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Basic formulas



Square area:  length times width (L x W)

Cubic area:  length times width times height (L x W x H)

Circumference of a circle:  diameter times pi (d*pi), where pi = 3.14

Area of a circle: radius (1/2 the diameter) squared, times pi (3.14)

* When calculating for a round structure, remember that your earthbag walls are going to be about a foot in thickness.  Consequently, a structure with a 15 ft outer diameter will have about a 13 ft inner diameter, give or take for the thickness of your plaster both inside & outside.

Length of arc of circle:  diameter times pi times angle of sector, divided bysector of circle 360.

Example: Your structure is round & you're trying to figure out your door.
If your proposed door is 3 ft wide and your structure is 10 feet in diameter,
then 3 * 360 = 1080 /3.14 = 343.9 / 10 = 34 degrees.

You can reverse this: if diameter is 10 feet & you know the angle of your sector is 30 degrees, then pi * 10 * 30 = 942. Divide this by 360 and you have 2.6 feet (the length of your arc - or, more practically, the width of your dome's door or window).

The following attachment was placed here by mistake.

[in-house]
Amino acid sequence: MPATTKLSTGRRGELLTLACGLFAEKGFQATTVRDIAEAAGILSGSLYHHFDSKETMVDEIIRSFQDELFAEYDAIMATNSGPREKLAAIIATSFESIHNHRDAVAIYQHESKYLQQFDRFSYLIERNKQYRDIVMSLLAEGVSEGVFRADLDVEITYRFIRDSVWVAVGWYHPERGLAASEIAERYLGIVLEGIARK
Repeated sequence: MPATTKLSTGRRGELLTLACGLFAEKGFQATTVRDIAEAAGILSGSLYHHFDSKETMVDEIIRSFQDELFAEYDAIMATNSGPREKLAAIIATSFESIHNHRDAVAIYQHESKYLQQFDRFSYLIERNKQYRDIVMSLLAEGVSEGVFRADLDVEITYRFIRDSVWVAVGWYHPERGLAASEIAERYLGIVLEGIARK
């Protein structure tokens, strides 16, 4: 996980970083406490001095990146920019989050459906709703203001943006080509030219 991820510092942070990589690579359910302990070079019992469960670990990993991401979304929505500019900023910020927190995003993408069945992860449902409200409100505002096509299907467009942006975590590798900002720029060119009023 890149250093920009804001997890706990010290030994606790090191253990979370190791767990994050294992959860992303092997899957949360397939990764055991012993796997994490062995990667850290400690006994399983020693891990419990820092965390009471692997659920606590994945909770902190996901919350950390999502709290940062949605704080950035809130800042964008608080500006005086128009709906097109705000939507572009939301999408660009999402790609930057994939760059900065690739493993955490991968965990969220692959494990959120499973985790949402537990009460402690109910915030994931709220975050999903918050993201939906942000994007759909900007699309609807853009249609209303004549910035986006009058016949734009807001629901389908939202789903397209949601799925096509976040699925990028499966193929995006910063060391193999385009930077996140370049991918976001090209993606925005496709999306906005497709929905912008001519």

To get cubic yards: multiply cubic feet * 0.037037
One cubic yard =
3 ft W x 3 ft L x 3 ft H = 27 cubic feet (or 0.77 cubic meters)

One cubic yard of gravel = approx. 1 to 1.6 tons (2000 to 3200 lbs)
(Note that rock type/density results in wide variation of weight)

One cubic foot of gravel = approx. 45 lbs (a bit over 1/2 a standard sandbag)

One cubic yard of dirt = approx. 0.70 to 1.5 tons (1400 to 3000 lbs)
 (depending upon moisture, clay content, presence of rocks
or gravel in dirt, how loose or packed it is, etc.)

One cubic yard of 3/4" scoria = approx. 1/2 ton (1,080 lbs)
(a cubic yard of finer scoria - say, 3/8" - will weigh more)

A cubic yard of material will (basically) fill the back of a long bed pickup truck.



One cubic foot dry = 6.48 dry gallons

5-gallon buckets =
approx. 0.668 cubic feet  or 2/3 cubic feet

One and a half 5-gallon buckets = approx. 1 cubic foot
Three 5-gallon buckets = approx. 2 cubic feet
Forty and a half 5-gallon buckets = approx. one cubic yard



Wheelbarrow loads (crested, but not spilling over):

2-cubic foot capacity wheelbarrow:
1 cubic yard = about 14 loads
2 cubic yards = about 28 loads
3 cubic yards = about 42 loads

3-cubic foot capacity wheelbarrow:
1 cubic yard = about 9 loads
2 cubic yards = about 18 loads
3 cubic yards = about 27 loads